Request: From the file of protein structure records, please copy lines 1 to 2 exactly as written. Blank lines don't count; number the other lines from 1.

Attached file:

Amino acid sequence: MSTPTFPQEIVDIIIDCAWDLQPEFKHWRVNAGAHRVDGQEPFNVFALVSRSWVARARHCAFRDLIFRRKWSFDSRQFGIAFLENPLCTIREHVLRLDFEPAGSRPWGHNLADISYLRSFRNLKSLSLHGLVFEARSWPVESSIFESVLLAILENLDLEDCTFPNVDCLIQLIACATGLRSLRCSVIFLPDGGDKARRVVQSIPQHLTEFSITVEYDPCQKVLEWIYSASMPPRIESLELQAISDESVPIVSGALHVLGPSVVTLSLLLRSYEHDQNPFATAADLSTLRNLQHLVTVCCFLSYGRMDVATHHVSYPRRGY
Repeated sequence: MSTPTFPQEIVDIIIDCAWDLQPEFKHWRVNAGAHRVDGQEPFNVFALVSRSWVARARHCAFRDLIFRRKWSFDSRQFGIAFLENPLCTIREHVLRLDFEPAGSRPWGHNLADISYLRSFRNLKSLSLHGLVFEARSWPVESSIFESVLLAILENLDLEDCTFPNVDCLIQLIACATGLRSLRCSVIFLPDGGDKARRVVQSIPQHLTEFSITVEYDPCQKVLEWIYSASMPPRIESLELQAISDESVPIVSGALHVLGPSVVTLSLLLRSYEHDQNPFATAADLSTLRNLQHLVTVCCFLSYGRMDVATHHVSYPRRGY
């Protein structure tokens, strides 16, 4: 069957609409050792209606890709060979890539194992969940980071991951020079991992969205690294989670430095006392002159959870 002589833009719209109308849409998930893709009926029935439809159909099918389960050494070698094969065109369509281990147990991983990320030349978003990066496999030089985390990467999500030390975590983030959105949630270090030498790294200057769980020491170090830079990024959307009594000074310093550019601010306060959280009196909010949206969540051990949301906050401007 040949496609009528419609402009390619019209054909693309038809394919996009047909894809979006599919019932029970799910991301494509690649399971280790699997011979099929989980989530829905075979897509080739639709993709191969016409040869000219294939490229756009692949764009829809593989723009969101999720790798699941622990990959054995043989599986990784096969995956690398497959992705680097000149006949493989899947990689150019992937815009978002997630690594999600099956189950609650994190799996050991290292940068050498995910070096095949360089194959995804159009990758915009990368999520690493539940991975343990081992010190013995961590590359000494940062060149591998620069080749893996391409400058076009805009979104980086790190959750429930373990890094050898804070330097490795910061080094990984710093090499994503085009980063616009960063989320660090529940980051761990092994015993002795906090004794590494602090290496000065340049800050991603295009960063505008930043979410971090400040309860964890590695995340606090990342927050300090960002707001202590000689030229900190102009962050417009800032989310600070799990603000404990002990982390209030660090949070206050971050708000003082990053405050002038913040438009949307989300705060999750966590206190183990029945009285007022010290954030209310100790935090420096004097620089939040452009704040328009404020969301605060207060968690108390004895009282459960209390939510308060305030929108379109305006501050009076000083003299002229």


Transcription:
Amino acid sequence: MSTPTFPQEIVDIIIDCAWDLQPEFKHWRVNAGAHRVDGQEPFNVFALVSRSWVARARHCAFRDLIFRRKWSFDSRQFGIAFLENPLCTIREHVLRLDFEPAGSRPWGHNLADISYLRSFRNLKSLSLHGLVFEARSWPVESSIFESVLLAILENLDLEDCTFPNVDCLIQLIACATGLRSLRCSVIFLPDGGDKARRVVQSIPQHLTEFSITVEYDPCQKVLEWIYSASMPPRIESLELQAISDESVPIVSGALHVLGPSVVTLSLLLRSYEHDQNPFATAADLSTLRNLQHLVTVCCFLSYGRMDVATHHVSYPRRGY
Repeated sequence: MSTPTFPQEIVDIIIDCAWDLQPEFKHWRVNAGAHRVDGQEPFNVFALVSRSWVARARHCAFRDLIFRRKWSFDSRQFGIAFLENPLCTIREHVLRLDFEPAGSRPWGHNLADISYLRSFRNLKSLSLHGLVFEARSWPVESSIFESVLLAILENLDLEDCTFPNVDCLIQLIACATGLRSLRCSVIFLPDGGDKARRVVQSIPQHLTEFSITVEYDPCQKVLEWIYSASMPPRIESLELQAISDESVPIVSGALHVLGPSVVTLSLLLRSYEHDQNPFATAADLSTLRNLQHLVTVCCFLSYGRMDVATHHVSYPRRGY